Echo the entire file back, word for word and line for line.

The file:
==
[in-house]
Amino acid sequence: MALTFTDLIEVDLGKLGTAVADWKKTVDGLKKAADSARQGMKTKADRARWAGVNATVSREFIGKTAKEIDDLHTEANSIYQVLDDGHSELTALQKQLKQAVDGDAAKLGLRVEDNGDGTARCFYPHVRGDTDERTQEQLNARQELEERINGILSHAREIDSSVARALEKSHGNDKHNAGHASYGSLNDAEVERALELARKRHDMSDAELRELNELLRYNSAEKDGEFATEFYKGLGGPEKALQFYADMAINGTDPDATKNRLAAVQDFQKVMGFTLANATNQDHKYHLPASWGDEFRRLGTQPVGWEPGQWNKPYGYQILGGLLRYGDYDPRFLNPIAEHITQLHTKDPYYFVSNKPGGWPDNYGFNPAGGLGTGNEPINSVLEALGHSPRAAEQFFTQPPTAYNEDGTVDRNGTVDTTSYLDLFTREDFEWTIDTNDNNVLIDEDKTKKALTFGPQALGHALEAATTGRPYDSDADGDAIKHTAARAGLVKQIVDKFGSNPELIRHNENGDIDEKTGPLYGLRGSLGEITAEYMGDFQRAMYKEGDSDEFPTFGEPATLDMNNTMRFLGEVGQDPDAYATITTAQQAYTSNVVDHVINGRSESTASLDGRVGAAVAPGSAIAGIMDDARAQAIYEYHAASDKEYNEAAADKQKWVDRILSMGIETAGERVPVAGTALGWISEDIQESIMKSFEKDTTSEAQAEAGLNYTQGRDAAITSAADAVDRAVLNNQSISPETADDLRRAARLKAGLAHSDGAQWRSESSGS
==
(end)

[in-house]
Amino acid sequence: MALTFTDLIEVDLGKLGTAVADWKKTVDGLKKAADSARQGMKTKADRARWAGVNATVSREFIGKTAKEIDDLHTEANSIYQVLDDGHSELTALQKQLKQAVDGDAAKLGLRVEDNGDGTARCFYPHVRGDTDERTQEQLNARQELEERINGILSHAREIDSSVARALEKSHGNDKHNAGHASYGSLNDAEVERALELARKRHDMSDAELRELNELLRYNSAEKDGEFATEFYKGLGGPEKALQFYADMAINGTDPDATKNRLAAVQDFQKVMGFTLANATNQDHKYHLPASWGDEFRRLGTQPVGWEPGQWNKPYGYQILGGLLRYGDYDPRFLNPIAEHITQLHTKDPYYFVSNKPGGWPDNYGFNPAGGLGTGNEPINSVLEALGHSPRAAEQFFTQPPTAYNEDGTVDRNGTVDTTSYLDLFTREDFEWTIDTNDNNVLIDEDKTKKALTFGPQALGHALEAATTGRPYDSDADGDAIKHTAARAGLVKQIVDKFGSNPELIRHNENGDIDEKTGPLYGLRGSLGEITAEYMGDFQRAMYKEGDSDEFPTFGEPATLDMNNTMRFLGEVGQDPDAYATITTAQQAYTSNVVDHVINGRSESTASLDGRVGAAVAPGSAIAGIMDDARAQAIYEYHAASDKEYNEAAADKQKWVDRILSMGIETAGERVPVAGTALGWISEDIQESIMKSFEKDTTSEAQAEAGLNYTQGRDAAITSAADAVDRAVLNNQSISPETADDLRRAARLKAGLAHSDGAQWRSESSGS